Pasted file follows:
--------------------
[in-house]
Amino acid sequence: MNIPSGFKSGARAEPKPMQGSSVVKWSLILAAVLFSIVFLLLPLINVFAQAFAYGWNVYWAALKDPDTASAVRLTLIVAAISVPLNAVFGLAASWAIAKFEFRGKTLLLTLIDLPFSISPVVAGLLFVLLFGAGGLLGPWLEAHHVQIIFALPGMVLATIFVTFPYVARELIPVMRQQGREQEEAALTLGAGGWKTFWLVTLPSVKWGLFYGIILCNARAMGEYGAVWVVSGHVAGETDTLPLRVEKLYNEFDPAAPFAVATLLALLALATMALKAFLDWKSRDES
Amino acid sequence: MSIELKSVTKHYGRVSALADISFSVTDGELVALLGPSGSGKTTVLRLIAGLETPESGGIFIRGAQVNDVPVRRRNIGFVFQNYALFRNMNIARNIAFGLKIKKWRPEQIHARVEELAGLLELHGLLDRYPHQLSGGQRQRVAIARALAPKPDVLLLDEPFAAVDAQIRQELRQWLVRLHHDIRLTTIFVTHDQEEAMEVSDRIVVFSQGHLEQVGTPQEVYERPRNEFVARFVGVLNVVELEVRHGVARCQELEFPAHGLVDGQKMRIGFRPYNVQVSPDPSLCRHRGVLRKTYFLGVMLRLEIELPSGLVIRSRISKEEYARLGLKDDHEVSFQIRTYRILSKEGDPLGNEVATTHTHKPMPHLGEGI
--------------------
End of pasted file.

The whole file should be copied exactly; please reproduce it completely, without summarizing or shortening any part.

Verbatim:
[in-house]
Amino acid sequence: MNIPSGFKSGARAEPKPMQGSSVVKWSLILAAVLFSIVFLLLPLINVFAQAFAYGWNVYWAALKDPDTASAVRLTLIVAAISVPLNAVFGLAASWAIAKFEFRGKTLLLTLIDLPFSISPVVAGLLFVLLFGAGGLLGPWLEAHHVQIIFALPGMVLATIFVTFPYVARELIPVMRQQGREQEEAALTLGAGGWKTFWLVTLPSVKWGLFYGIILCNARAMGEYGAVWVVSGHVAGETDTLPLRVEKLYNEFDPAAPFAVATLLALLALATMALKAFLDWKSRDES
Amino acid sequence: MSIELKSVTKHYGRVSALADISFSVTDGELVALLGPSGSGKTTVLRLIAGLETPESGGIFIRGAQVNDVPVRRRNIGFVFQNYALFRNMNIARNIAFGLKIKKWRPEQIHARVEELAGLLELHGLLDRYPHQLSGGQRQRVAIARALAPKPDVLLLDEPFAAVDAQIRQELRQWLVRLHHDIRLTTIFVTHDQEEAMEVSDRIVVFSQGHLEQVGTPQEVYERPRNEFVARFVGVLNVVELEVRHGVARCQELEFPAHGLVDGQKMRIGFRPYNVQVSPDPSLCRHRGVLRKTYFLGVMLRLEIELPSGLVIRSRISKEEYARLGLKDDHEVSFQIRTYRILSKEGDPLGNEVATTHTHKPMPHLGEGI